Joint studies of water phase transitions in Na-bentonite clay by calorimetric and dielectric methods

Mironov, V. L.; Karavayskiy, A. Yu; Lukin, Yu, I; Pogoreltsev, E., I Source: COLD REGIONS SCIENCE AND TECHNOLOGY, 153 172-180; 10.1016/j.coldregions.2018.04.010 SEP 2018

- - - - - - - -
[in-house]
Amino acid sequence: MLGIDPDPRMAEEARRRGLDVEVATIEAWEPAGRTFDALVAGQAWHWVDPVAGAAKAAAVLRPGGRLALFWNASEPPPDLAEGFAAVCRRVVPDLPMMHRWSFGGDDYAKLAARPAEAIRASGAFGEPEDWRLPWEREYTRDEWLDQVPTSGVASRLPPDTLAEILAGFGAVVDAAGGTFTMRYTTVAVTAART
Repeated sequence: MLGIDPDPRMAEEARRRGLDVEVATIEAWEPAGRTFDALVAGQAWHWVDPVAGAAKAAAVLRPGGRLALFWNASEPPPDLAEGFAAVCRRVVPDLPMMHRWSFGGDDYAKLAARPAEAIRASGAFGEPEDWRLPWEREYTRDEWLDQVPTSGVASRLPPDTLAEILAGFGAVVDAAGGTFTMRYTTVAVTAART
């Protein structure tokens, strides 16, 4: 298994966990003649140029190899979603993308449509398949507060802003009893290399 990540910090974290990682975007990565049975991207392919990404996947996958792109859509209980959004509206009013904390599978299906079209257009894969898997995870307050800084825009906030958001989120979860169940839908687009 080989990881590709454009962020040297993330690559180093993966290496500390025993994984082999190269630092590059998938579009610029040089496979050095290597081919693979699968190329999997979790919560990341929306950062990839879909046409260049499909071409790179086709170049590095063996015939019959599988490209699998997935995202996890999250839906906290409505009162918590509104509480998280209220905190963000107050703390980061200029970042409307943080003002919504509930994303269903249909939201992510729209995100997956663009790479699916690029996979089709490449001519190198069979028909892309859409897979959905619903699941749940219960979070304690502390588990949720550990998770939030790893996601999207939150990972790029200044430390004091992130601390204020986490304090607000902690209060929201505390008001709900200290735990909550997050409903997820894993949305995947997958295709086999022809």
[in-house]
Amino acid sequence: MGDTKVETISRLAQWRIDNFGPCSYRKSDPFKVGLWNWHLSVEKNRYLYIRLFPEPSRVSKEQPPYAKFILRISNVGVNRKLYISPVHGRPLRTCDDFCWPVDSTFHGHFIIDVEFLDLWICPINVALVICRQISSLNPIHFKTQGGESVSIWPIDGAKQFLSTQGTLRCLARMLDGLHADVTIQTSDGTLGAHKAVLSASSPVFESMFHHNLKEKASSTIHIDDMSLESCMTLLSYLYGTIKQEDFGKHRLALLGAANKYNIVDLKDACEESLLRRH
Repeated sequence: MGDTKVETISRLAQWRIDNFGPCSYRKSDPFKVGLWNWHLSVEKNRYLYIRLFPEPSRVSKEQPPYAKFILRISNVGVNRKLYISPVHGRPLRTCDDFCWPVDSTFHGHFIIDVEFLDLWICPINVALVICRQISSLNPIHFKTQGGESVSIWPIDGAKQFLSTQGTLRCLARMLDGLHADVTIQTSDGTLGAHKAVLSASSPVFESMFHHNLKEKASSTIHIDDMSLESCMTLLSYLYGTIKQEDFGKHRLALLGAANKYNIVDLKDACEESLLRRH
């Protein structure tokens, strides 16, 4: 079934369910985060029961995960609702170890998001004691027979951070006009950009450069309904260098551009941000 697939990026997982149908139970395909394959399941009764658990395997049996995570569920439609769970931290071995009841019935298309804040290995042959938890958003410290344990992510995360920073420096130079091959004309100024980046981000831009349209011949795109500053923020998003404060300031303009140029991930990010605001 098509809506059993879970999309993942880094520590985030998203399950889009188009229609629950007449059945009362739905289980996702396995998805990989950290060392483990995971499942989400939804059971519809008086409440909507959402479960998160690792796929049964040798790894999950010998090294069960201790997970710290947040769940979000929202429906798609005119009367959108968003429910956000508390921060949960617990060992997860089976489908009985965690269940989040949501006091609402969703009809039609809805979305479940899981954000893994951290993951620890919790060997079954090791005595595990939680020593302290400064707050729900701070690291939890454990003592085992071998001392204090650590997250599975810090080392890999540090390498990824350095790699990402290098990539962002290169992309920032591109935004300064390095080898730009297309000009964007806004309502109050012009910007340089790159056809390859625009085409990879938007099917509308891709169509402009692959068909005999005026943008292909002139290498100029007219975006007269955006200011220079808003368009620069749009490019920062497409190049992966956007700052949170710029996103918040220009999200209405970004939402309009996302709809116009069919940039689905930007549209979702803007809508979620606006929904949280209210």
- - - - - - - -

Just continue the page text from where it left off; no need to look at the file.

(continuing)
The present study consisted of an experimental investigation of phase transitions of soil water contained in moist Na-bentonite clay, using the differential scanning calorimetry (DSC) method, within the temperature range from −40 to 20 °C. Based on the results of DSC analysis, the following components of soil water were found in the frozen bentonite: non-freezing water, unfrozen water and ice. The proposed method of processing the obtained experimental calorimetric data allowed us to determine the temperature dependencies of the content of particular soil water components. Latent heat of fusion was found in two cases, namely: where the ice was transformed into bound or unbound unfrozen soil water. The results of the investigation into phase transitions, obtained via calorimetric measurements, were used to substantiate the method for studying the phase transitions of soil water by dielectric measurements. With this in mind, complex relative permittivity testing was conducted on the same moist Na-bentonite clay, in the temperature range from −30 to 0 °C and a gravimetric moisture range from the dry soil to 1 g/g. Based on the results of these dielectric tests and a refractive dielectric mixture model (RDMM), the following components of water were identified in the frozen soil: tightly bound water, loosely bound water, unbound water and ice. The dependences of the content of these components of soil water on the temperature were calculated. It was shown that the increase in the mass of unfrozen loosely bound water, as a result of a decrease in the ice mass, determined with dielectric measurements, is quantitatively consistent with the dependence calculated using calorimetric testing. This proves that the changes of the mass of the loosely bound water, determined by dielectric measurements, is a result of the phase transition and the corresponding temperature dependence can be used to determine the characteristics of these phase transitions.